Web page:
Your passwords replaced by the frequency response of your skull

July 27, 2016 | 15:00
Your passwords replaced by the frequency response of your skull
Your passwords replaced by the frequency response of your skull
In some company or university laboratories, the famous connected glasses from Google are used in scientific experiments, operations and medical examinations. The Google Glasses are often shared among users. To avoid leaking and disclosure of sensitive data, notably passwords and access codes, researchers at the universities of Saarbrücken and Stuttgart have come up with SkullConduct. This biometric system using osteophony – the transducer is integrated into the glasses – identifies the wearer by analysing the resonance of his skull. An audio signal (of white noise) injected into the skull bone by the osteophonic transducer of the glasses, propagates through the tissues of the skull before being captured by a microphone (also integrated into the glasses). This signal is analyzed to obtain an individual signature, unique to the form of the skull of the individual. The signature allows assigning a unique access code to each wearer.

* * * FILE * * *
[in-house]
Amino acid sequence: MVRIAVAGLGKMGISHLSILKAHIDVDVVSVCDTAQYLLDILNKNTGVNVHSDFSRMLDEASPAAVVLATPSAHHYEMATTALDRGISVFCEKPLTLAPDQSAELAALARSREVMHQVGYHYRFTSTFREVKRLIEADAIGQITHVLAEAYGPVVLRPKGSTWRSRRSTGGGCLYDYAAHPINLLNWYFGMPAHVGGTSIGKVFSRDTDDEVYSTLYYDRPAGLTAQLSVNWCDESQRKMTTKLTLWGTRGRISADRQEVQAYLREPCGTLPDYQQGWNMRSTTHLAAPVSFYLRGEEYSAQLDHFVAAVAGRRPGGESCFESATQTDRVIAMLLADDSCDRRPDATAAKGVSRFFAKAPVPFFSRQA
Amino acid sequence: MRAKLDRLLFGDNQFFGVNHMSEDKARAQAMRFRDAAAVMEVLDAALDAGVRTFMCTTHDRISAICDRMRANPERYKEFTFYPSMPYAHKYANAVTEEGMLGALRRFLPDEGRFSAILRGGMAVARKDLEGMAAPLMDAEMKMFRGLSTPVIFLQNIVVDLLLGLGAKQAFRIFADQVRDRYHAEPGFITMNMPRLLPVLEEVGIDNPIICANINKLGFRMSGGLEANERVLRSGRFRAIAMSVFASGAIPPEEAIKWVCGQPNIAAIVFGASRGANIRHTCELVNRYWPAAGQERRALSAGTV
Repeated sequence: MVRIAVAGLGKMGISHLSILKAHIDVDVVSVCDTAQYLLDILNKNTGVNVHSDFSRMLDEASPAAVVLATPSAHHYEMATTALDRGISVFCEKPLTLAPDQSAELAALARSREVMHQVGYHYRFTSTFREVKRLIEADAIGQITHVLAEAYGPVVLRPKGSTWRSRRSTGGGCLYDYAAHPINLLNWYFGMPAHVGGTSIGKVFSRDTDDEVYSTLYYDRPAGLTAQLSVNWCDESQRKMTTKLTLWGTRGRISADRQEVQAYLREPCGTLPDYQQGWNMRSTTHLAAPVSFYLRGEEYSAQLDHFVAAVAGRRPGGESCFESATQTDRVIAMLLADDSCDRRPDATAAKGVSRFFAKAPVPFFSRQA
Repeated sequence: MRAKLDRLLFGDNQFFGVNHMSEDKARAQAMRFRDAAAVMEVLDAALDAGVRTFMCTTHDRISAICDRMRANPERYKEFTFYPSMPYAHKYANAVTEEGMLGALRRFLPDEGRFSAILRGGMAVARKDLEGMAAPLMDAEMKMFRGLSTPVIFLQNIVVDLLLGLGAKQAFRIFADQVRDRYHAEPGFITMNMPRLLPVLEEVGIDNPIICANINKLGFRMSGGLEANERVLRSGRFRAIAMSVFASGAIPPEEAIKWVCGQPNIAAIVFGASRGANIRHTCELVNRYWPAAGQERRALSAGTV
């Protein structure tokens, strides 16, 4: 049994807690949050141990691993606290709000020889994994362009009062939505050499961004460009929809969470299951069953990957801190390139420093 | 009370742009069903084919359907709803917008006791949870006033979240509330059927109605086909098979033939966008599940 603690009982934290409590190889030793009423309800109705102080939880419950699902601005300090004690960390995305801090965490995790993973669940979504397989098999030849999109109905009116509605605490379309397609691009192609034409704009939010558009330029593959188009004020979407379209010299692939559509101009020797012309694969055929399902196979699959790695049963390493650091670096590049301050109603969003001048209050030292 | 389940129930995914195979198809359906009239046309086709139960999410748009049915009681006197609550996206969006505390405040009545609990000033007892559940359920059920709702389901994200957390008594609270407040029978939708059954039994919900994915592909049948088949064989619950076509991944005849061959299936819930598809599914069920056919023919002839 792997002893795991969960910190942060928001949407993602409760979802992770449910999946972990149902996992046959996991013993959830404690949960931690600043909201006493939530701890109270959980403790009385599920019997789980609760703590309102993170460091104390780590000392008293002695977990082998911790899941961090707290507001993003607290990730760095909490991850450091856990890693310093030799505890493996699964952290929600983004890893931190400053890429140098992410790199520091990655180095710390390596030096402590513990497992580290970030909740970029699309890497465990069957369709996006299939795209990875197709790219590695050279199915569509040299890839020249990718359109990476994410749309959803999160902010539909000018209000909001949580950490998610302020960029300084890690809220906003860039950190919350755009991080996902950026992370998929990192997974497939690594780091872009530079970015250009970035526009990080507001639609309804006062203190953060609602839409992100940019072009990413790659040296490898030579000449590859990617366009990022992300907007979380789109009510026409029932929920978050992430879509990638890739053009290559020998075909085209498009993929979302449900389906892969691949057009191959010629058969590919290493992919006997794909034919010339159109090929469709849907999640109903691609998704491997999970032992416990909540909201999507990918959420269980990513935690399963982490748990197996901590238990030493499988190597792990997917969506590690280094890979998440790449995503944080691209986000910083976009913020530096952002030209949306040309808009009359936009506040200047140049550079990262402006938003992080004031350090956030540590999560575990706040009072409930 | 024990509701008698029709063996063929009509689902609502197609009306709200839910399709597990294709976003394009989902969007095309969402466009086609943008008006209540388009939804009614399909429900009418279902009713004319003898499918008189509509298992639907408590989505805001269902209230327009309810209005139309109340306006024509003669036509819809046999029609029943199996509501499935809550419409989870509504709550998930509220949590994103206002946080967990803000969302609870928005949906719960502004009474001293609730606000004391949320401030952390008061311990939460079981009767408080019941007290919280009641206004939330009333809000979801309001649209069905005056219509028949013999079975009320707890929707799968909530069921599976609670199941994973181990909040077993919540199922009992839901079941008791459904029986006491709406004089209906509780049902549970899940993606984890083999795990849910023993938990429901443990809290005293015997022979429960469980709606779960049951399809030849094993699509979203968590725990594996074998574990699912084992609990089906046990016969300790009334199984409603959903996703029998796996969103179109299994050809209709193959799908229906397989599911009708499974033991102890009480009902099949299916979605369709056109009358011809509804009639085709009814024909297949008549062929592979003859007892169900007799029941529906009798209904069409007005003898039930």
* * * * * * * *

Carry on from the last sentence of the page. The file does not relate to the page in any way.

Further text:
As a result of this, it is easy to block private data when an unknown user uses the glasses. When the registered user of the glasses is identified, this personal data again becomes available.

The results obtained seem encouraging, but the work is still in the research stage. A similar process could be adapted to the users of smartphones. The use of ultrasonics instead of audible white noise is also under consideration.
 

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